As the May election nears, Georgetown Independent School District has proposed a series of bonds that will cost local property taxpayers more than $1 billion. 

The bonds proposed would use taxpayer dollars to purchase new school buses, renovate classrooms, construct new schools, and repair athletic facilities. 

Despite the bond materials stating the entire package will cost $649 million, local taxpayers will actually be burdened with more than $1.2 billion in debt when interest is included. 

Currently, Georgetown ISD property taxpayers owe more than $951 million in bond debt principal and interest. All school bond debt is repaid using local property taxes. 

Whether or not the tax rate changes when a bond first passes, the local tax liability is increased; thus, every bond is a property tax increase.

Texas law requires school districts to highlight the tax impact by including language on the ballot stating, “THIS IS A PROPERTY TAX INCREASE.”

The Georgetown ISD bond package includes the following: 

Prop A — $597,470,000 for constructing a new comprehensive high school, middle school, and elementary school; renovating and expanding classrooms in fine arts and athletics; and purchasing new school buses.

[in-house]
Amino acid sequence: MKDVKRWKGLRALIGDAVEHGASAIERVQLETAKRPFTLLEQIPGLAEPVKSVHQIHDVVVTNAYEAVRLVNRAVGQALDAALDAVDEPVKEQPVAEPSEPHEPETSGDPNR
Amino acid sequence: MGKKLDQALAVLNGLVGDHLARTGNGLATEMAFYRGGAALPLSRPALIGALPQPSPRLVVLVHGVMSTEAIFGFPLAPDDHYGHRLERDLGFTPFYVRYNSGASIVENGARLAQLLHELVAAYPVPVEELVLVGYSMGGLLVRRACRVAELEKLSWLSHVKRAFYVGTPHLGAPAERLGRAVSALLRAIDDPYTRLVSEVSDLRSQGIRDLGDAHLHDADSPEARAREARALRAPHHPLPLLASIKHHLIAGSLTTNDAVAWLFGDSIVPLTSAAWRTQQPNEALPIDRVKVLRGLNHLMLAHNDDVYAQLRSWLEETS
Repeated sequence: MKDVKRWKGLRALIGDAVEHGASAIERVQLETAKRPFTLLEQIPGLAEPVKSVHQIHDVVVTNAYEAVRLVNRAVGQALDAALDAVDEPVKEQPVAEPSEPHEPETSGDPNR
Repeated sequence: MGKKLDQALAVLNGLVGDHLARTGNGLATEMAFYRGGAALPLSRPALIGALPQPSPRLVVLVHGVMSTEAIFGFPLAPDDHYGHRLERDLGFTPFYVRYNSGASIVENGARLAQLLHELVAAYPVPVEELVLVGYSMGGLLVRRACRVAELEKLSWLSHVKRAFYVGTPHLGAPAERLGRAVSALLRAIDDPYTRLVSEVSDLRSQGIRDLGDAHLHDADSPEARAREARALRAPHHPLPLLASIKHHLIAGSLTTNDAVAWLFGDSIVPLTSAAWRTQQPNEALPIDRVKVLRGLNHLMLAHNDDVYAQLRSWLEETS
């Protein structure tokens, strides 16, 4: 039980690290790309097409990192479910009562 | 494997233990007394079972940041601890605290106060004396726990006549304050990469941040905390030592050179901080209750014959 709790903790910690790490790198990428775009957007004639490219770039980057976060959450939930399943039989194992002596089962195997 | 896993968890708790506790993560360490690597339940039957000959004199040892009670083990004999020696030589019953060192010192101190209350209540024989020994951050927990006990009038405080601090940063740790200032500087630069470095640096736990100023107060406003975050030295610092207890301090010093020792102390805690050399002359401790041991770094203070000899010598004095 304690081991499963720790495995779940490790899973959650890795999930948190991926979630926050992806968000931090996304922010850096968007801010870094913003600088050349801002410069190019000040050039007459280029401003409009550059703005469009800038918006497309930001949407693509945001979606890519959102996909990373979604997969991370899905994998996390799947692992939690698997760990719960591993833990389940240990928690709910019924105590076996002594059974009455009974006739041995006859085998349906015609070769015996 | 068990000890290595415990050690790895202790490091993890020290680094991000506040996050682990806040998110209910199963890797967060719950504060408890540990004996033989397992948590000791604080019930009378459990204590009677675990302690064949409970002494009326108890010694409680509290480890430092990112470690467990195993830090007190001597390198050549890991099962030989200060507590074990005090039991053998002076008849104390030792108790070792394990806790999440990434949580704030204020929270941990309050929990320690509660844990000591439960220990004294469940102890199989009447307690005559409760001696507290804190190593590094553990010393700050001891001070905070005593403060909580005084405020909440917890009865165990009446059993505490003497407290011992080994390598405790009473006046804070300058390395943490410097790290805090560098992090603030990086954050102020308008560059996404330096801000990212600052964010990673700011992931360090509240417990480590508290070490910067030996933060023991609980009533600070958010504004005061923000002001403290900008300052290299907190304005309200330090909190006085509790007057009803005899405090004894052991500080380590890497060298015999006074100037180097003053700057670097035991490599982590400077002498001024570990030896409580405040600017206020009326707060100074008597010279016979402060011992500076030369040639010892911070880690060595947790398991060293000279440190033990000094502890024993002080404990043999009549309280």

Prop B —  $20,330,000 for technology infrastructure and equipment.

Prop C — $27,850,000 for a performing arts center at East View High School, equipment and uniforms, and addressing aging conditions of the Klett Performing Arts facility at Georgetown High School. 

Prop D — $3,860,000 for repairing the track field at Georgetown High School and expanding the East View High School field house and locker rooms. 

Georgetown ISD resident Janine Chapa told Texas Scorecard that taxpayers are being burdened with more debt due to the high bonds. 

“In 2021, the citizens approved $349 million in school bonds. Now in 2024, we are getting hit with another $649 million ask in school bonds,” said Chapa. “If approved, in less than three years we will be on the hook for $998 million in school bonds plus interest, and don’t forget about the $1.2 billion the city and county just straddled on us.

“Our leaders are out of touch with the people, and it is so disheartening! You would think with the high cost of living they would have sympathy for the taxpayer and look for other ways to find the money, or better yet give the taxpayers a break and have no bond election at all,” she added. 

Early voting in the bond election runs April 22-30. 

Election Day is Saturday, May 4. 

Emily Medeiros

Emily graduated from the University of Oklahoma majoring in Journalism. She is excited to use her research and writing skills to report on important issues around Texas.